COVID-19: European Parliament staff recently visiting northern Italy asked to stay home

The European Parliament's Strasbourg buildings will be put to good use. [EPA-EFE/PATRICK SEEGER]

European Parliament employees who have travelled in areas of Italy affected by the novel coronavirus (COVID-19) within the last fortnight are asked not to go to their offices and instead work from home in the next two weeks, according to an email sent by the human resources bureau and seen by EURACTIV.

The areas concerned by the precautionary measure include mainland China, Hong Kong and Macao, but also Singapore, South Korea and four regions in the north of Italy – Lombardy, Piedmont, Emilia-Romagna and Veneto.

Staff coming back to work after having travelled to one of these areas in the last two weeks have to stay home in self-isolation and do teleworking, even if they feel well and had no suspected contact with a person infected with coronavirus.

In case the job does not make it possible for officials to telework, they should contact their head of unit “by telephone or email” to agree on possible tasks to do from home.

They can return to work only if after 14 days upon return from an outbreak area employees display no symptoms, after having received the go-ahead from their general practitioner.

Staff members who have recently been to those regions are also asked to monitor their health and take temperature twice a day for two weeks.

The mail also includes some tips in case officials had any known or suspected contact with a person infected, such as contacting a general practitioner or considering to call 112 in both Luxembourg and Brussels in case of a medical emergency.

The mail was signed by Kristian Knudsen, director-general for personnel, and was sent after at half-past eight in the evening of Monday (24 February), when the offices were closed.

It’s the first list of precautionary and common-sense measures that the human resources office has sent to staff members, while they already received some advice on good hygiene practices in the form of frequently asked questions (FAQ) in the past weeks.

The Commission said on Monday the same instructions were given to their staff – work from home for 14 days after their return from infected areas.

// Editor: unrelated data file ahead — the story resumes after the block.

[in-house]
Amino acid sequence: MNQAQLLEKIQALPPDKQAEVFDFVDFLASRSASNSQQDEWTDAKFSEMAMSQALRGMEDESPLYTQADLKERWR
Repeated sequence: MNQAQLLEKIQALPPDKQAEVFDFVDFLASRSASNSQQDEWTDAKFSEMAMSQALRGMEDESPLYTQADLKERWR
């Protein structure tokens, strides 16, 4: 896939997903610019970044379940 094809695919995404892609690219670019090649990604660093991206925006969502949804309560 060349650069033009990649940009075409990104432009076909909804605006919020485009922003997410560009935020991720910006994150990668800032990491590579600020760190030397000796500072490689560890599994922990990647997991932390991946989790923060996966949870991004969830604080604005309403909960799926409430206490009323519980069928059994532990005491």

The number of novel coronavirus cases topped 230 in Italy, 173 of them in Lombardy, 33 in Veneto, 18 in Emilia Romagna, three in Piedmont and three in Lazio.

All the seven victims so far were elderly people or with pre-existing ill conditions.

In order to face the novel coronavirus outbreak, Italy’s government can consider limiting powers of regions’ governors and taking extraordinary measures. “At the moment, however, the situation doesn’t require it,” said Prime Minister Giuseppe Conte.

For Lombardy’s regional governor Attilio Fontana, the idea of stripping power from regions is “inadmissible and, in some ways, offensive.”

However, Conte considered that concerted effort is needed to stop the spread of the virus and the regional-based national healthcare system was not intended to face such an emergency.

“We must prevent some presidents of regions outside the areas of contagion from taking initiatives that are not justified,” he said.

Experts from the World Health Organisation (WHO) and the European Centre for Diseases Prevention and Control (ECDC) arrived in Italy on Monday in order to assist the local health authorities.

Commission calls for coordination before any border measures for coronavirus

Any border restriction related to coronavirus in the EU should be based on a thorough risk assessment and scientific advice, two European Commissioners said on Monday (24 February), highlighting that it must be a proportional response and above all, one that is coordinated among different member states.

[Edited by Zoran Radosavljevic]

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